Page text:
Blazing New Trails In Financial Services (Or Why PerkStreet Failed)

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Once again, I’m late to the blogging party, following on the heels of (yet another) great post from NetBanker, this one about the news that PerkStreet will be closing its doors:

“My guess is they were done in by the problem that every financial startup faces: It’s really, really, really hard to get customers to send money to a web-based startup, especially when there is no immediate short-term gain. Also, while Perkstreet had a great consumer-advocacy positioning, “use debit, avoid credit,” that was a bit of a mis-match for the customers they were targeting, big-spending rewards junkies which could afford to park $5,000 at the startup. Most existing big spenders are fond of using credit card programs with similar rewards, so changing their behavior was a continual challenge.”

My take: The reality for financial start-ups is that while blazing a new trail through an uncharted forest, sometimes you run into a brick wall. You can cut down a tree, but you can’t cut down a brick wall. PerkStreet hit a brick wall. And the sign on the wall read “Caution: Consumer Apathy About Financial Services Ahead.”


PerkStreet wasn’t targeting big-spending rewards junkies.

Big-spending rewards junkies are typically over the age of 45, earn more than $100k a year, and have been with their preferred credit card issuer for a long enough period of time that switching their spending to not just another card, but from a credit card to a debit card, just wasn’t going to happen.

Instead, PerkStreet was targeting consumers who are fed up with traditional banks and bank accounts, and looking for an alternative. In other words, they were targeting the Debanked.


The Debanked are (relatively) young, and while they don’t earn as much as rewards junkies, that’s more a factor of age than anything else. The Debanked are a highly educated group of consumers. They might not be earning much today — but they’re likely to in the future (if the economy ever gets back on track, that is).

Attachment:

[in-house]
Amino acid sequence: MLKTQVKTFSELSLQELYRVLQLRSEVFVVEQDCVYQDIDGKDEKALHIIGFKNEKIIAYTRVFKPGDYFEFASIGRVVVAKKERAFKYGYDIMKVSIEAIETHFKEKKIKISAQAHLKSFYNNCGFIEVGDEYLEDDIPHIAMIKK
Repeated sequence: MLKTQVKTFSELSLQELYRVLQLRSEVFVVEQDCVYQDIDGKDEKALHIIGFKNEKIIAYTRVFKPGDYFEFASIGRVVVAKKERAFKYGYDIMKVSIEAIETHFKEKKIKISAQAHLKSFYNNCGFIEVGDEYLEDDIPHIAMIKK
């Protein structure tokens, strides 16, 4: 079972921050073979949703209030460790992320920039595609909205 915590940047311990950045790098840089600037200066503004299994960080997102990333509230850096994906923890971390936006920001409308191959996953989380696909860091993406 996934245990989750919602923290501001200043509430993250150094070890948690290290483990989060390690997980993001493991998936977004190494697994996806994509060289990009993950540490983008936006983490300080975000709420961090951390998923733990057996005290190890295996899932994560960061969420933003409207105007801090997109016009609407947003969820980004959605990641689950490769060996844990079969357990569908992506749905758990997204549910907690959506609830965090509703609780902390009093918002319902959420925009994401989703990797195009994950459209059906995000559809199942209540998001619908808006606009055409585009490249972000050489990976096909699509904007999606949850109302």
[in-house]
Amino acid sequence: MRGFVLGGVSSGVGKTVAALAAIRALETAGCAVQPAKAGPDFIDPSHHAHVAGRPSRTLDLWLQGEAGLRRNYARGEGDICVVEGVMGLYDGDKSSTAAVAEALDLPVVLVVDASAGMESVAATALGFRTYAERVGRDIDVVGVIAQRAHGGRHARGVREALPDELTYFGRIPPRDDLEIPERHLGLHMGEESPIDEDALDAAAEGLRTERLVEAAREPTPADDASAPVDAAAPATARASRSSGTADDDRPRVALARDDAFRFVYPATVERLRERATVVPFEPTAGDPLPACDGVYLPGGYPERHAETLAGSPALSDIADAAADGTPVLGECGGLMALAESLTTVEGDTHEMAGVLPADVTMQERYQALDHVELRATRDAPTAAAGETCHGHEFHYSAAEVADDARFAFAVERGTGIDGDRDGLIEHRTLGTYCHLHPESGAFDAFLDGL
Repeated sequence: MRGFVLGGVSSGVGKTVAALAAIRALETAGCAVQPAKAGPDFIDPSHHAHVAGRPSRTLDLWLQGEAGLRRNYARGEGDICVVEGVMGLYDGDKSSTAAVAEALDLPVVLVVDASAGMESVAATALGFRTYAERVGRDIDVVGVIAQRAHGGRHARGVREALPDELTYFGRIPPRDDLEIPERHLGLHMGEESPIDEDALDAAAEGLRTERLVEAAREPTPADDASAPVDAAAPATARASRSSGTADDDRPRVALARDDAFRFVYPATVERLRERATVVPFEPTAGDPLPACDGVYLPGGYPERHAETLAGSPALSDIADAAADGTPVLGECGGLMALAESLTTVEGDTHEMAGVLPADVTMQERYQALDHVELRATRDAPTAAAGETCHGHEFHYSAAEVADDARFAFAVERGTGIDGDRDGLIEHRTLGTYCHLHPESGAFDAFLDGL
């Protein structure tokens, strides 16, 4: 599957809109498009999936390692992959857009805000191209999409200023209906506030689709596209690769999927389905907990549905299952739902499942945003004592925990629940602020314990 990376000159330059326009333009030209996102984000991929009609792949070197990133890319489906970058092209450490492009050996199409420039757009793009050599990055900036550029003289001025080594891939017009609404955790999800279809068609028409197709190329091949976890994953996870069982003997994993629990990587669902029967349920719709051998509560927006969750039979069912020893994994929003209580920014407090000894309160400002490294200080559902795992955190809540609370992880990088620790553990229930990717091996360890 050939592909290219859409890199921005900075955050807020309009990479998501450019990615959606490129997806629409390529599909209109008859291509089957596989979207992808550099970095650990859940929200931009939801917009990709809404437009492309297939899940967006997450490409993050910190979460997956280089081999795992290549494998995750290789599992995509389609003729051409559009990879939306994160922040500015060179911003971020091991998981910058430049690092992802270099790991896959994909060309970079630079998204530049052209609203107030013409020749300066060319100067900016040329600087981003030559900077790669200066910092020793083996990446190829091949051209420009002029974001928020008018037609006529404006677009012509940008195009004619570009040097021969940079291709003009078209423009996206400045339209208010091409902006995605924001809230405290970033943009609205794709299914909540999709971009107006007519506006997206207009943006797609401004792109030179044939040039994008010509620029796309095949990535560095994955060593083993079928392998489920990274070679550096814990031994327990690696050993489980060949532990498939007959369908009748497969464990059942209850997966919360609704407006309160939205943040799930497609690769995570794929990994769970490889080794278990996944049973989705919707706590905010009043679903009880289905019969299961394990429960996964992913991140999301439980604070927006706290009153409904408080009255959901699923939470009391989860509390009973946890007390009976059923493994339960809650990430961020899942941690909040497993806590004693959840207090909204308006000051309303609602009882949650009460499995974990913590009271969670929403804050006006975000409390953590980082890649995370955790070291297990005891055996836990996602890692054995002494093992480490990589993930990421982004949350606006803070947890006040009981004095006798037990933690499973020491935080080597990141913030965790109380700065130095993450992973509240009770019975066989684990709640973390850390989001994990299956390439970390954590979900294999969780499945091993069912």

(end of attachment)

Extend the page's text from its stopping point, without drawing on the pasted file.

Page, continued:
The problem for banking pioneers is that the Debanked is a very small segment of consumers. NetBanker may be correct that “It’s really, really, really hard to get customers to send money to a web-based startup,” it’s also really, really hard to succeed when the number of consumer who are willing to send money to a startup is small.

The questions banking pioneers must address are: Why is the Debanked segment so small? What can we do to grow the Debanked segment?


My theory for why the Debanked is small is that it boils down to Customer Apathy. We just don’t care that much about financial services to seek out and use new alternatives. We probably spend more time figuring out which restaurant to eat at on a Saturday night than what bank to do business with.

Take a look at this data from Distimo. Nearly 2,300 different game apps have cracked the Top 25 best selling paid apps. Only 30 financial apps have made that list.

20130815 PaidApps

What this data tells me is that If you’ve got a new game app you want to launch, you’ve got a better shot at getting consumers’ money than if you’ve got a new banking idea.


I’ve got another data point that highlights the problem start-ups have in the financial services space.

While the press (not to mention credit unions) love to point out how disillusioned people are with big banks — and how Gen Yers are going to change and disrupt everything, reality tells another story.

According to a recent Aite Group survey, nearly half of Gen Yers consider a large national bank to be their primary FI. That’s a higher percentage than any other generation.

20130815 PrimaryFI

Just one in five Gen Yers — or Gen Xers, for that matter — consider some “other” type of FI (i.e. not a bank or credit union) their primary FI. For most of them, it’s a brokerage, advisor, credit card firm, or insurance firm that they name as their primary FI — not a start-up alternative.

The self-proclaimed disruptors in financial services would like us to believe that there are hordes of consumers chomping at the bit to leave the big, evil, mega-banks. It’s just not so. Why? Because people just don’t care that much about financial services.  


So what’s the answer to the second question: What can we do to grow the Debanked segment?

I’ve got some ideas about that, but I think my boss would prefer that i not spill all my candy in the lobby. 

Related research: Credit Union’s Biggest Enemy
Related research: The Debanked: The $1.7 Billion Threat to Banks

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